Suppose a family of four was setting down to desert after dinner; a pie is cut into eight equal pieces. Each member of the family received two slices. Now, suppose one member of the family said, “Let’s create eight additional slices and split the pie into sixteen equal pieces.” Clearly, if each member of the family received four slices there would be no practical reason (other than a smaller serving size) to create the additional slices. The amount of pie each family member received would be exactly the same.
Suppose that the pie cutting member of the family has an ulterior motive. He wants more pie at the expense of everyone else. So after slicing the pie sixteen ways, he gives everyone the same two slices they previously had and keeps the eight additional slices for himself. Someone in the family might remark, “My slice of pie is smaller and less filling.” “No, you are mistaken,” he lies. “You are receiving the same amount of pie you always have.”
This little story gives us insights as to why the Federal Reserve inflates the supply of money. Have you been trying to make sense of the incessant claims by policymakers and some economists that in order to save the economy the Federal Reserve has to engage in a new round of quantitative easing? The Fed tells us that our inflation targets may be too low and may need to be increased. You might be asking yourself the obvious question—how would more inflation help the economy?
The answer is, it won’t. In the pie example, after cutting the pie in eight pieces, each of the four people expected two slices. If you cut the pie into sixteen slices and gave everybody four slices, increasing the number of pie slices will have no effect. But when people expect two slices, if the pie cutter increases the number of pie slices to sixteen, the pie cutter will have slices to keep for himself or to give to other favored pie eaters—increasing the number of pie slices has an effect. And that is exactly what the Federal Reserve does. When the Fed increases the supply of money and credit, the new money is not injected equally throughout the economy. For some, due to inflation, their slice of the pie shrinks; others get more.
Admittedly my pie analogy is simplistic. I use it to help cut through the idea that we should leave policy to the experts. But how can an expert like Ben Bernanke be so wrong? Some say he is an innocent Chauncey Gardner character; others believe he is simply a puppet whose strings are pulled by his banking masters. The more likely explanation is that Ben Bernanke is who he seems—a bright but limited man being guided by incorrect theories that have taught him that bright men can and should control the economy. The end result of our hubris will be suffering on a larger scale than we can imagine. No, our is not a typo—it is our collective hubris that empowers Bernanke’s personal hubris.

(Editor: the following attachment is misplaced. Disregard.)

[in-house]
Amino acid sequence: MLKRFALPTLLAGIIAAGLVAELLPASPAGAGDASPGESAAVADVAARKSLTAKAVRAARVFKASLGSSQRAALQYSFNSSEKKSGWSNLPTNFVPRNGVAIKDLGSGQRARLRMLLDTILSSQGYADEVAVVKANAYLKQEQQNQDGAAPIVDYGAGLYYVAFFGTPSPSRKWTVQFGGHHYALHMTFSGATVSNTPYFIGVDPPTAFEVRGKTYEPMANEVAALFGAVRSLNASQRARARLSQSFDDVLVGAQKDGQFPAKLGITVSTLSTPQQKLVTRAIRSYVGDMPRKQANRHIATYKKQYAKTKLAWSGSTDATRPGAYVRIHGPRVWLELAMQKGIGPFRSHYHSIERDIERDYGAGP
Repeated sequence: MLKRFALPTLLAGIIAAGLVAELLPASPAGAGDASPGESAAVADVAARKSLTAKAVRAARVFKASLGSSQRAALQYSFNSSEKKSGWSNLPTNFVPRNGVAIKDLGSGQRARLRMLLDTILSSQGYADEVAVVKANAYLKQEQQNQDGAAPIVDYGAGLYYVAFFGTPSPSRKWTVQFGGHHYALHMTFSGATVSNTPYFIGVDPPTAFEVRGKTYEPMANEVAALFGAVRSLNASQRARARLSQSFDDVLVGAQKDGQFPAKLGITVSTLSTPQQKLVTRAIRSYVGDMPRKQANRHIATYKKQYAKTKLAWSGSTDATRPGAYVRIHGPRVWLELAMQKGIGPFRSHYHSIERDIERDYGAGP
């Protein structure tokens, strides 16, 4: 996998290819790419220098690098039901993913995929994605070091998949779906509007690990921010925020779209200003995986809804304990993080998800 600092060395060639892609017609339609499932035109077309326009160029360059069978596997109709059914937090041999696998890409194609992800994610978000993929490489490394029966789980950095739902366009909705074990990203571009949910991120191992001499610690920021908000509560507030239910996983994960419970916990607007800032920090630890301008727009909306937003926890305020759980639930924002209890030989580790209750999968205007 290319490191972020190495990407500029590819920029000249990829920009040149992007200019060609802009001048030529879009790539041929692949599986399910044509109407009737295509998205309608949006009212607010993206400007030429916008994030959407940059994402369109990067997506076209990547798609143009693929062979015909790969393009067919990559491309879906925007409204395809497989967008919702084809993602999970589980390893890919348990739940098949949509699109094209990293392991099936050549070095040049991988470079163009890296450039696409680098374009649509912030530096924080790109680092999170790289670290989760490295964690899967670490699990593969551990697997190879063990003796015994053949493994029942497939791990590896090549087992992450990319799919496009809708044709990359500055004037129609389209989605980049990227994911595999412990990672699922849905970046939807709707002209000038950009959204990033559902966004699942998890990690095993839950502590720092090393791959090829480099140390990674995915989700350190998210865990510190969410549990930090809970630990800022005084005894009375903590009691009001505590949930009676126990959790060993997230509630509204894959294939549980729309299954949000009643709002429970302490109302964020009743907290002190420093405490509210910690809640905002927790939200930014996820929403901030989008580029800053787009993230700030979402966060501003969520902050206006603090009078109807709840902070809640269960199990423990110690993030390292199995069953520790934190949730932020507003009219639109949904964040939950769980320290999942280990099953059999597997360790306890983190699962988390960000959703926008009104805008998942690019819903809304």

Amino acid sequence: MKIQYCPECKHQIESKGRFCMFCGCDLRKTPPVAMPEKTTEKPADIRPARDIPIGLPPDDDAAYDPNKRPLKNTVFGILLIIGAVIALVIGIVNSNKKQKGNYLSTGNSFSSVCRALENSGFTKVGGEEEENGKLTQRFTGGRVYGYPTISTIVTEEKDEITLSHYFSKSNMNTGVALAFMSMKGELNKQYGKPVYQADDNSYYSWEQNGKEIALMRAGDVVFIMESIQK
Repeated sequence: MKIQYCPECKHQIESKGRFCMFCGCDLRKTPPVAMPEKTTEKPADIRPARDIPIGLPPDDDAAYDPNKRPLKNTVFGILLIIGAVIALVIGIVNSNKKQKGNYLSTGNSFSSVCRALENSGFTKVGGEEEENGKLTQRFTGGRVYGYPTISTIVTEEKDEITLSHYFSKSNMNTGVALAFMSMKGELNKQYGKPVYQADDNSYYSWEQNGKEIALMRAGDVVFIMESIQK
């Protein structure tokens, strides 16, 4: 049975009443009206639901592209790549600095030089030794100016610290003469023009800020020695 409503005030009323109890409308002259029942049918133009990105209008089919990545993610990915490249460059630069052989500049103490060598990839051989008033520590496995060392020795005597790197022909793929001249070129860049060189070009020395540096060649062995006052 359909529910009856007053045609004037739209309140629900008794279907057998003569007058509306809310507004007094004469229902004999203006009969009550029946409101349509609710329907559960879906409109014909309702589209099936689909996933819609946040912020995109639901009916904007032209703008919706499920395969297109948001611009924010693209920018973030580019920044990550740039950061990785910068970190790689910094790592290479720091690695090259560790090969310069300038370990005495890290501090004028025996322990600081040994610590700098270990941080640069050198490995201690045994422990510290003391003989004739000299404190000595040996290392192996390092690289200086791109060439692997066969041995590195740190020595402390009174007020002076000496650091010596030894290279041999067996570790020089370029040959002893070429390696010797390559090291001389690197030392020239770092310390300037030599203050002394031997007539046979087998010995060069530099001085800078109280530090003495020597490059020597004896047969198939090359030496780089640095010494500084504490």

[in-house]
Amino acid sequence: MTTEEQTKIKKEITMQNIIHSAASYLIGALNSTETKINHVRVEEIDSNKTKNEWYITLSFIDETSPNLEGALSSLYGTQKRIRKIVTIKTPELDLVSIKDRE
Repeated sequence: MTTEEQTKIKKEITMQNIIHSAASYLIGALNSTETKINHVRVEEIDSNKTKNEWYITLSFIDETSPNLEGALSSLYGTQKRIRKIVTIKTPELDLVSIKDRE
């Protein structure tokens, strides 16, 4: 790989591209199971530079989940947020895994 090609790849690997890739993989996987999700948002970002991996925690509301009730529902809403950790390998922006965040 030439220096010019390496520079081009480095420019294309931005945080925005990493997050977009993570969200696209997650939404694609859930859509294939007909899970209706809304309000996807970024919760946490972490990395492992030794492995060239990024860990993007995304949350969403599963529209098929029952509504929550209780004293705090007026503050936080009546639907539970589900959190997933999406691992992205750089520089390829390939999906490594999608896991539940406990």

Regardless of Bernanke’s motives the question remains: who is getting the new slices of pie? Here are some recent examples:
This week the New York Times reported that “the real wage and salary income of finance industry employees based in Manhattan rose nearly 20 percent in the first quarter of this year. That surge helped make Manhattan the fastest-growing county in the United States in terms of terms of year-over-year gains in income.”
This week when asked about receiving bags of cash from Iran, Afghanistan President Hamid Karzai said “This is normal…The U.S. gives us large bundles of cash as well.”
Of course, asset bubbles form as new money is injected in explosive amounts. Grain prices and other commodities have increased sharply with wheat and corn both up over 50% this year. If firms try to pass on their higher costs through higher prices, family budgets feel the pressure of the increase. When firms are unable to raise prices due to market pressure, they feel increased pressure to reduce labor costs and unemployment increases.
Bloomberg reported yesterday on the Fed-induced bubble in junk bonds: “The lowest-rated junk bonds are the most expensive corporate debt following a Federal Reserve- induced rally in high-risk assets, adding to concern fixed- income securities are overvalued.” No doubt after this bubble bursts, “for our own good,” we will be giving our pie to those who recklessly invested again.
Yet, we are told, if not for the heroic efforts of Ben Bernanke, we would have a terrible depression and no pie at all. Of course, a clear thinking child could see through the lies. A child might ask: “Has Ben Bernanke created even one new pie?” The answer, of course, is “no”—his policies have helped to redistribute the pie: Ordinary Americans who are not subsidized have given their share of the pie to the financial services industry, to contractors waging war in Afghanistan, to General Motors, to junk bond investors, and you name it.
This is an uncomfortable post to write. I have always taught that free market economies expand the supply of the proverbial pie. On a free market, there is no reason to see the world through win-lose eyes. Yet, we no longer have anything resembling a free market. For many Americans, their share of the pie is now contracting; a new round of quantitative easing will only reduce their share of the pie further.